Commonly the case with shoes and clothing — stuff becomes fashionable until it becomes less popular, before making a welcome return as it’s now viewed to be ‘retro’ or ‘vintage’. It must not be forgotten, however, that there some items that won’t be missed and would be best that they didn’t come back in retro household form. At the same time though, there are some that are making a return to our homes once again. In this article, Mount Vernon Stairlifts pick out their top 5 retro items that are making a comeback…
Jukeboxes were once seen in many pubs across Europe — giving customers the chance to choose the song they wanted on out of the thousands available. However, as digital downloads took over and video platforms such as YouTube gave customers access to millions of songs, they experienced a decline.
But it seems as though jukeboxes are making a comeback to the retro household world. Chris Black, managing director of Sound Leisure (one of the last two makers of hand-built jukeboxes in the world), has said that his sales doubled from 2012 to 2016 and he is witnessing a rise in popularity. He says that it’s down to the distinctive sound of a juke box, its ‘more bass-y and more boom’ and this is what is driving the sales. Some jukeboxes can contain up to 2,000 tracks and make a nice household item for music lovers.
Vinyl records were at the peak of their popularity between the 1950s and the 1990s. After this, they were replaced by the Compact Disc, before mp3 players and then digital downloads. However, their popularity returned as people dug out their record collection and bought new music in the classic format too. In 2016, vinyl sales reached grew 53% compared to the previous year. In April of the same year, Fortune reported that vinyl record sales were at a 28-year high.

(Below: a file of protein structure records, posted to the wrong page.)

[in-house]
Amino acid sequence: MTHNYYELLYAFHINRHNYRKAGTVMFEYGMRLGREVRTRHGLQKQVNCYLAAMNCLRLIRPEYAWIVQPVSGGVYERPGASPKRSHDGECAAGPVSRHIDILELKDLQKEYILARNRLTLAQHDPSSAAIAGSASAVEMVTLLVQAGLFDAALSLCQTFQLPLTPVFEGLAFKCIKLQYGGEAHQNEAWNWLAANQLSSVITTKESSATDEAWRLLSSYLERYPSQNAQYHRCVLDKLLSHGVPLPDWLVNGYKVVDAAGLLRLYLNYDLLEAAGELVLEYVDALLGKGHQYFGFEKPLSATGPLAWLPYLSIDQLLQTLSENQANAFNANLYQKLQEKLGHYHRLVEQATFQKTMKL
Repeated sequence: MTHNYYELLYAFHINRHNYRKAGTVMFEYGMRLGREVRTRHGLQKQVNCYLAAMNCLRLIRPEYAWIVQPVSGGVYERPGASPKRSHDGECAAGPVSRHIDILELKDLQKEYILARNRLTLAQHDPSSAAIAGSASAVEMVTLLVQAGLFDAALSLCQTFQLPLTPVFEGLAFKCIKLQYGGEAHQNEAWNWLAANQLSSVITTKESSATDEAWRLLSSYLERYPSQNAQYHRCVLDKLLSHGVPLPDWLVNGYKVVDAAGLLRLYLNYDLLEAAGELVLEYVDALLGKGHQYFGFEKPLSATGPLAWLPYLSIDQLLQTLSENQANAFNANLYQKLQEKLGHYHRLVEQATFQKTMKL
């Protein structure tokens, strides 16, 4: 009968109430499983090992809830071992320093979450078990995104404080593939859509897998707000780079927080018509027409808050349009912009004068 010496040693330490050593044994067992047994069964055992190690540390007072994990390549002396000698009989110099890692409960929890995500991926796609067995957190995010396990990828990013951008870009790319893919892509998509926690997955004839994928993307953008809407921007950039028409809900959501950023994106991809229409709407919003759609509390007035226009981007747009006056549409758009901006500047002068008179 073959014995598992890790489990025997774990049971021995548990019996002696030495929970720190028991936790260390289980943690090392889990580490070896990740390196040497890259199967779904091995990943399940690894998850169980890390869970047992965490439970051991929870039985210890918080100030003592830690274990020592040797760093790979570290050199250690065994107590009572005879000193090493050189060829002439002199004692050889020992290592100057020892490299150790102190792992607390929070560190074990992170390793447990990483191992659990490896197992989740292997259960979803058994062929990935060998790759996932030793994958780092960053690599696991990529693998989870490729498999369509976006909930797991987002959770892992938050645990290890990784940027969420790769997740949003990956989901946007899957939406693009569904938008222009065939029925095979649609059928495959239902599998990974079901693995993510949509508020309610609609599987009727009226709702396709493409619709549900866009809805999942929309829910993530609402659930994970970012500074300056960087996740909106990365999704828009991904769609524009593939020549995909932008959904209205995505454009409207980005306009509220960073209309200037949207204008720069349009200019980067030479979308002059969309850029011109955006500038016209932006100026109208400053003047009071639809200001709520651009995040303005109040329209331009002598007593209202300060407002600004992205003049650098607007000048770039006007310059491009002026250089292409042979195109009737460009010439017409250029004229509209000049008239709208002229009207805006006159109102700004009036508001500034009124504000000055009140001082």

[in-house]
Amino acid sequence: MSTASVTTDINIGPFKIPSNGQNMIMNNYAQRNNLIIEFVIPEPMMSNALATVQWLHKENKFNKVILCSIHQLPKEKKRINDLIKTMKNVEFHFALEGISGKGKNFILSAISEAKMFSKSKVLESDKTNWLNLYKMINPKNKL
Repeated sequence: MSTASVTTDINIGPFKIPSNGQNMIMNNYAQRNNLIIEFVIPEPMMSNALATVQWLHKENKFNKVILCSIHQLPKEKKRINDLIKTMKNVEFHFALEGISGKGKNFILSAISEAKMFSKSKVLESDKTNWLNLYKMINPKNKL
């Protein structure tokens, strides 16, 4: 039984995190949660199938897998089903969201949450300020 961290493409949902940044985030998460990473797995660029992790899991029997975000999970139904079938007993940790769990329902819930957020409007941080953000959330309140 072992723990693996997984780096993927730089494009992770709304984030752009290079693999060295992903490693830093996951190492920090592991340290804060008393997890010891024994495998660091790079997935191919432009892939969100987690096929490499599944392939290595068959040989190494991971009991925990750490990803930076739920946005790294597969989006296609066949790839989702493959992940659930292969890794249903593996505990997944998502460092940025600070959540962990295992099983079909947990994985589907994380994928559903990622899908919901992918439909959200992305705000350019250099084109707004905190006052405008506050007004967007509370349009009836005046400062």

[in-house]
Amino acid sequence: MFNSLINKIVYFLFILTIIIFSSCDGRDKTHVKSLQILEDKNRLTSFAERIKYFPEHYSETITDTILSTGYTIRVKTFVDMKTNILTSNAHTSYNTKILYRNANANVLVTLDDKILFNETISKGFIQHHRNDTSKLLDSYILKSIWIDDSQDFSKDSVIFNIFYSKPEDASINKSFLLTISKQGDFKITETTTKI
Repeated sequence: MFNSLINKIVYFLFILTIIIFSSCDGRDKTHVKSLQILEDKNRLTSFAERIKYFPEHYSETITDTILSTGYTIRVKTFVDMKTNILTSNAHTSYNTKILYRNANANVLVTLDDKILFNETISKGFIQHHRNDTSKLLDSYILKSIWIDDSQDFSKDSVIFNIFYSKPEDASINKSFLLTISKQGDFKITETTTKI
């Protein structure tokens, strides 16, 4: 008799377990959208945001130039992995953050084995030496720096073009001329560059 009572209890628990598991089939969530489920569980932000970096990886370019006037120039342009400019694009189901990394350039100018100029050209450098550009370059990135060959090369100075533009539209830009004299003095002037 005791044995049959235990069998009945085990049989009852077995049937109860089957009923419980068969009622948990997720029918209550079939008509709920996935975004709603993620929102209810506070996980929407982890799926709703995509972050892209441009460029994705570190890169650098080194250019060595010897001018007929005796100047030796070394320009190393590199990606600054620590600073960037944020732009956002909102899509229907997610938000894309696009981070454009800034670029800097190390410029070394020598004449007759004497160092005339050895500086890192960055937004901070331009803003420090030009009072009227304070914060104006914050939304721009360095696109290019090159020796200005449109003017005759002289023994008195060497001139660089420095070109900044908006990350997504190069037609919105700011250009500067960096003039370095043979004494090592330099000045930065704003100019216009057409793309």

Many people say that they prefer the sound quality that a vinyl produces — a rich sound that digital music can’t replicate. Perhaps for this reason, in 2017, HMV announced that the turntable would be the top-selling product in its technology department. Companies are catering for different markets too as prices range from a reasonable £25 to £20,000 for those who want top-of-the-range technology.
The SodaStream peaked at popularity during the 1970s and 80s with the tagline ‘get busy with the fizzy’. The machine allows people to make their own carbonated drinks at home, through mixing a flavoured syrup with the soda. Business halted in 1996 and the product was reintroduced in 2010 to a newer market.
Appealing to prosecco lovers of recent years, SodaStream Germany launched a sparkling gold ‘alcoholic concentrate’ that allows users to make their own bottles of prosecco from home.
After instant film begun in 1940, popularity for instant cameras soared. People loved the novelty of a tangible picture minutes after taking it, without having to visit a store to get them printed — the invention transformed the photography market!
However, the production of these cameras began to fall as digital cameras took over and then smartphones became the primary tool for taking photos. With digitalised photos becoming the norm, the instant camera brings back the idea of keepsakes and with only one chance to take the photo, eliminates the obsession with capturing the perfect shot.
The comeback of the instant camera has been popular, and there are many accessories that can now be purchased to support the product. For example, coloured camera cases are on sale and filters are available to take different shots.
The origins of the chaise longue date back to the day beds that were around in ancient Egypt and Greece. In the 18th century, it was known as the ‘fainting’ couch so that women who couldn’t bend at the waist because of their corsets could instead fall gently in reclining position. According to interior designers and furniture retailers, the style is now making a comeback.
The chaise longue (literally translated to ‘long chair’ in English) is recognisable as a sofa that takes the shape of a chair but is long enough to support the legs. These days, it makes a nice addition to a conservatory or orangery and provides a relaxing spot to look out onto the garden. Some are big enough for two, and can act as a sofa for couples and families.
As we can see, nostalgic appeal seems to be responsible for the bringing back several retro household items from days gone by. In 10, 20 or 30 years’ time, it will be interesting to see what will be next to make a comeback!